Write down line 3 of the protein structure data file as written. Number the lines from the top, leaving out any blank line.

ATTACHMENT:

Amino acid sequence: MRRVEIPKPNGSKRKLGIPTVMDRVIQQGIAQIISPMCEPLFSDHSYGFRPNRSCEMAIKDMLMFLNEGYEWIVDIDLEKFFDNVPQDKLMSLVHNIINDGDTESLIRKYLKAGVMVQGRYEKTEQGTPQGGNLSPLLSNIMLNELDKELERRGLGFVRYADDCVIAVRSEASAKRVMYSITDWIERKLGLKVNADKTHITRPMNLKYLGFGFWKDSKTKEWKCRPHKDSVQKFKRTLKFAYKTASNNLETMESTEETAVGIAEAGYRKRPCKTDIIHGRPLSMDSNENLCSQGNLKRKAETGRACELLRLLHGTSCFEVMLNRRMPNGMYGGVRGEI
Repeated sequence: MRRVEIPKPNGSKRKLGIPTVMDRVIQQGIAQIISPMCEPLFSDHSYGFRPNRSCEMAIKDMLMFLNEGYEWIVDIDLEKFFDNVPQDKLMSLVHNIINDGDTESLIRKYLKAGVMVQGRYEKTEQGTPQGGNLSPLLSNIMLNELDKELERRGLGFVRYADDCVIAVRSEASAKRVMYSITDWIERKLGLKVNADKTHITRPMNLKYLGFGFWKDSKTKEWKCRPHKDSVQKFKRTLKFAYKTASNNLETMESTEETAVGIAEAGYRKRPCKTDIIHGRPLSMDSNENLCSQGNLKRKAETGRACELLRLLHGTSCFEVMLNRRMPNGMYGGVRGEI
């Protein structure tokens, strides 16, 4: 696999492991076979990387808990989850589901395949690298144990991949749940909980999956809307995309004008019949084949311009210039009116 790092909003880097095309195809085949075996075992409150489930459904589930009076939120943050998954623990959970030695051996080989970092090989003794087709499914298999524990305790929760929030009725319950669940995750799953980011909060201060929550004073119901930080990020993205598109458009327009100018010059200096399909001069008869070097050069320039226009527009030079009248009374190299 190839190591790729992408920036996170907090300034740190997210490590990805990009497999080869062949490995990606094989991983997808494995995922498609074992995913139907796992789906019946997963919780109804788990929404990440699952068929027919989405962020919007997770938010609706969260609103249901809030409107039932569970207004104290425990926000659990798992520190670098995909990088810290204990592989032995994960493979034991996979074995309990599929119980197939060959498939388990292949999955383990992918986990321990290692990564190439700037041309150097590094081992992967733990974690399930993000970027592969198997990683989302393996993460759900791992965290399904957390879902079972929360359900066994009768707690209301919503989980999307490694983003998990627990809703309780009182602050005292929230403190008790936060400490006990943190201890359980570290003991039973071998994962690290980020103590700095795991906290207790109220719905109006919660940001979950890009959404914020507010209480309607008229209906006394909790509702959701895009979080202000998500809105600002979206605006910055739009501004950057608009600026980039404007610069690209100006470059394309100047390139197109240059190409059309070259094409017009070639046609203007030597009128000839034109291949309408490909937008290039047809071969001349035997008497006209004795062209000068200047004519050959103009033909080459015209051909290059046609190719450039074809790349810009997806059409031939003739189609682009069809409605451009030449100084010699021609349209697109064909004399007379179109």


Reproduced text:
């Protein structure tokens, strides 16, 4: 696999492991076979990387808990989850589901395949690298144990991949749940909980999956809307995309004008019949084949311009210039009116 790092909003880097095309195809085949075996075992409150489930459904589930009076939120943050998954623990959970030695051996080989970092090989003794087709499914298999524990305790929760929030009725319950669940995750799953980011909060201060929550004073119901930080990020993205598109458009327009100018010059200096399909001069008869070097050069320039226009527009030079009248009374190299 190839190591790729992408920036996170907090300034740190997210490590990805990009497999080869062949490995990606094989991983997808494995995922498609074992995913139907796992789906019946997963919780109804788990929404990440699952068929027919989405962020919007997770938010609706969260609103249901809030409107039932569970207004104290425990926000659990798992520190670098995909990088810290204990592989032995994960493979034991996979074995309990599929119980197939060959498939388990292949999955383990992918986990321990290692990564190439700037041309150097590094081992992967733990974690399930993000970027592969198997990683989302393996993460759900791992965290399904957390879902079972929360359900066994009768707690209301919503989980999307490694983003998990627990809703309780009182602050005292929230403190008790936060400490006990943190201890359980570290003991039973071998994962690290980020103590700095795991906290207790109220719905109006919660940001979950890009959404914020507010209480309607008229209906006394909790509702959701895009979080202000998500809105600002979206605006910055739009501004950057608009600026980039404007610069690209100006470059394309100047390139197109240059190409059309070259094409017009070639046609203007030597009128000839034109291949309408490909937008290039047809071969001349035997008497006209004795062209000068200047004519050959103009033909080459015209051909290059046609190719450039074809790349810009997806059409031939003739189609682009069809409605451009030449100084010699021609349209697109064909004399007379179109």